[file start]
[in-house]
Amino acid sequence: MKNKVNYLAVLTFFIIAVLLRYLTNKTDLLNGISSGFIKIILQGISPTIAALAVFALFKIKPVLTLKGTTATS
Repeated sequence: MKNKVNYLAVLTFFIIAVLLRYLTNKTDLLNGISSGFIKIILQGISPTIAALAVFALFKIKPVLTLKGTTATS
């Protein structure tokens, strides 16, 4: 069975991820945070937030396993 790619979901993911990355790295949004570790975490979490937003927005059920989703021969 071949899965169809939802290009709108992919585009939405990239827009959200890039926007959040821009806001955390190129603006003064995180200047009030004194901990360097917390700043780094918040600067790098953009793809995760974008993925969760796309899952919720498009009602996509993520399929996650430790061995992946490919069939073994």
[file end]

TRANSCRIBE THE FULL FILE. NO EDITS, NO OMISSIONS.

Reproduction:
[in-house]
Amino acid sequence: MKNKVNYLAVLTFFIIAVLLRYLTNKTDLLNGISSGFIKIILQGISPTIAALAVFALFKIKPVLTLKGTTATS
Repeated sequence: MKNKVNYLAVLTFFIIAVLLRYLTNKTDLLNGISSGFIKIILQGISPTIAALAVFALFKIKPVLTLKGTTATS
């Protein structure tokens, strides 16, 4: 069975991820945070937030396993 790619979901993911990355790295949004570790975490979490937003927005059920989703021969 071949899965169809939802290009709108992919585009939405990239827009959200890039926007959040821009806001955390190129603006003064995180200047009030004194901990360097917390700043780094918040600067790098953009793809995760974008993925969760796309899952919720498009009602996509993520399929996650430790061995992946490919069939073994």